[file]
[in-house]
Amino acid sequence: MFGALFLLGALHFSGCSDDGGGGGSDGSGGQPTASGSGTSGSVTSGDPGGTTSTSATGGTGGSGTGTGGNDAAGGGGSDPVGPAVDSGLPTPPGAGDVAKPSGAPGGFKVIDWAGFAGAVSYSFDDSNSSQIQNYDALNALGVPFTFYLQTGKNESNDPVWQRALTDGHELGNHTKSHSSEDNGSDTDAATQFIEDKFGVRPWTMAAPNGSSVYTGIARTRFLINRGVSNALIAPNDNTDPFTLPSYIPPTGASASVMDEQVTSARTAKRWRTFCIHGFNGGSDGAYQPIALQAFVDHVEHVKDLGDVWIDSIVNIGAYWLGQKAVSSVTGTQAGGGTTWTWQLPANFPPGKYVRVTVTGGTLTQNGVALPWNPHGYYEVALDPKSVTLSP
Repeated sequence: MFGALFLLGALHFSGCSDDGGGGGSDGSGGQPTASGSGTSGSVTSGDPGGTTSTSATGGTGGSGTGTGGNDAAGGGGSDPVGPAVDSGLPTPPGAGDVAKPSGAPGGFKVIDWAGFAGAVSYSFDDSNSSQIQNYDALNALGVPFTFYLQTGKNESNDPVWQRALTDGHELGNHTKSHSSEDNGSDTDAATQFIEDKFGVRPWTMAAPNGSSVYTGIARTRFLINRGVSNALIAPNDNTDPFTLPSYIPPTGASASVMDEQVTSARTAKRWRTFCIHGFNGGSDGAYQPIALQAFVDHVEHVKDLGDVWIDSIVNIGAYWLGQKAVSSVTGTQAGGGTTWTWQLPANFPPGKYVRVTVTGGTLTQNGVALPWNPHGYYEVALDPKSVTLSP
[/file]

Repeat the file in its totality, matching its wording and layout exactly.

[in-house]
Amino acid sequence: MFGALFLLGALHFSGCSDDGGGGGSDGSGGQPTASGSGTSGSVTSGDPGGTTSTSATGGTGGSGTGTGGNDAAGGGGSDPVGPAVDSGLPTPPGAGDVAKPSGAPGGFKVIDWAGFAGAVSYSFDDSNSSQIQNYDALNALGVPFTFYLQTGKNESNDPVWQRALTDGHELGNHTKSHSSEDNGSDTDAATQFIEDKFGVRPWTMAAPNGSSVYTGIARTRFLINRGVSNALIAPNDNTDPFTLPSYIPPTGASASVMDEQVTSARTAKRWRTFCIHGFNGGSDGAYQPIALQAFVDHVEHVKDLGDVWIDSIVNIGAYWLGQKAVSSVTGTQAGGGTTWTWQLPANFPPGKYVRVTVTGGTLTQNGVALPWNPHGYYEVALDPKSVTLSP
Repeated sequence: MFGALFLLGALHFSGCSDDGGGGGSDGSGGQPTASGSGTSGSVTSGDPGGTTSTSATGGTGGSGTGTGGNDAAGGGGSDPVGPAVDSGLPTPPGAGDVAKPSGAPGGFKVIDWAGFAGAVSYSFDDSNSSQIQNYDALNALGVPFTFYLQTGKNESNDPVWQRALTDGHELGNHTKSHSSEDNGSDTDAATQFIEDKFGVRPWTMAAPNGSSVYTGIARTRFLINRGVSNALIAPNDNTDPFTLPSYIPPTGASASVMDEQVTSARTAKRWRTFCIHGFNGGSDGAYQPIALQAFVDHVEHVKDLGDVWIDSIVNIGAYWLGQKAVSSVTGTQAGGGTTWTWQLPANFPPGKYVRVTVTGGTLTQNGVALPWNPHGYYEVALDPKSVTLSP